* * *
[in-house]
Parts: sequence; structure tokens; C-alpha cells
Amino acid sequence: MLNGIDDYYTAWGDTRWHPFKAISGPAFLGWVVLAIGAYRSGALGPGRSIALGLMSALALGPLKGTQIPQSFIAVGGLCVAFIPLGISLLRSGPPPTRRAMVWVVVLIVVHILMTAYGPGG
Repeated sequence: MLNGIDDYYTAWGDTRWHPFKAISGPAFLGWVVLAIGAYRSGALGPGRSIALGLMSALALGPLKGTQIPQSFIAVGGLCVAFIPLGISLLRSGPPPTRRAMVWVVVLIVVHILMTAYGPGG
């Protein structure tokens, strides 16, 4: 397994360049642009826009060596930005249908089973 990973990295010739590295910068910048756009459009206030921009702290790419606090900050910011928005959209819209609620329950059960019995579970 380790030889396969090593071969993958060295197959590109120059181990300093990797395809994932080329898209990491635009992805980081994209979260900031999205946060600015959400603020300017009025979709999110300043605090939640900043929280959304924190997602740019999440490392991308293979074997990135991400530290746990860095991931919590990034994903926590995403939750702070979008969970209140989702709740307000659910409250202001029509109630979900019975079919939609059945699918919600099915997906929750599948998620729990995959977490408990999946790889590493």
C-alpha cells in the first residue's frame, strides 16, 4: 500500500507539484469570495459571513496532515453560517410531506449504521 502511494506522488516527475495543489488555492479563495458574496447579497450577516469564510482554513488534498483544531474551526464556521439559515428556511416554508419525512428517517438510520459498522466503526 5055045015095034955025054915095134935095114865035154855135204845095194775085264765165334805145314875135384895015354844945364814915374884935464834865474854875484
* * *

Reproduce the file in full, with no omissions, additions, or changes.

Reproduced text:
[in-house]
Parts: sequence; structure tokens; C-alpha cells
Amino acid sequence: MLNGIDDYYTAWGDTRWHPFKAISGPAFLGWVVLAIGAYRSGALGPGRSIALGLMSALALGPLKGTQIPQSFIAVGGLCVAFIPLGISLLRSGPPPTRRAMVWVVVLIVVHILMTAYGPGG
Repeated sequence: MLNGIDDYYTAWGDTRWHPFKAISGPAFLGWVVLAIGAYRSGALGPGRSIALGLMSALALGPLKGTQIPQSFIAVGGLCVAFIPLGISLLRSGPPPTRRAMVWVVVLIVVHILMTAYGPGG
């Protein structure tokens, strides 16, 4: 397994360049642009826009060596930005249908089973 990973990295010739590295910068910048756009459009206030921009702290790419606090900050910011928005959209819209609620329950059960019995579970 380790030889396969090593071969993958060295197959590109120059181990300093990797395809994932080329898209990491635009992805980081994209979260900031999205946060600015959400603020300017009025979709999110300043605090939640900043929280959304924190997602740019999440490392991308293979074997990135991400530290746990860095991931919590990034994903926590995403939750702070979008969970209140989702709740307000659910409250202001029509109630979900019975079919939609059945699918919600099915997906929750599948998620729990995959977490408990999946790889590493």
C-alpha cells in the first residue's frame, strides 16, 4: 500500500507539484469570495459571513496532515453560517410531506449504521 502511494506522488516527475495543489488555492479563495458574496447579497450577516469564510482554513488534498483544531474551526464556521439559515428556511416554508419525512428517517438510520459498522466503526 5055045015095034955025054915095134935095114865035154855135204845095194775085264765165334805145314875135384895015354844945364814915374884935464834865474854875484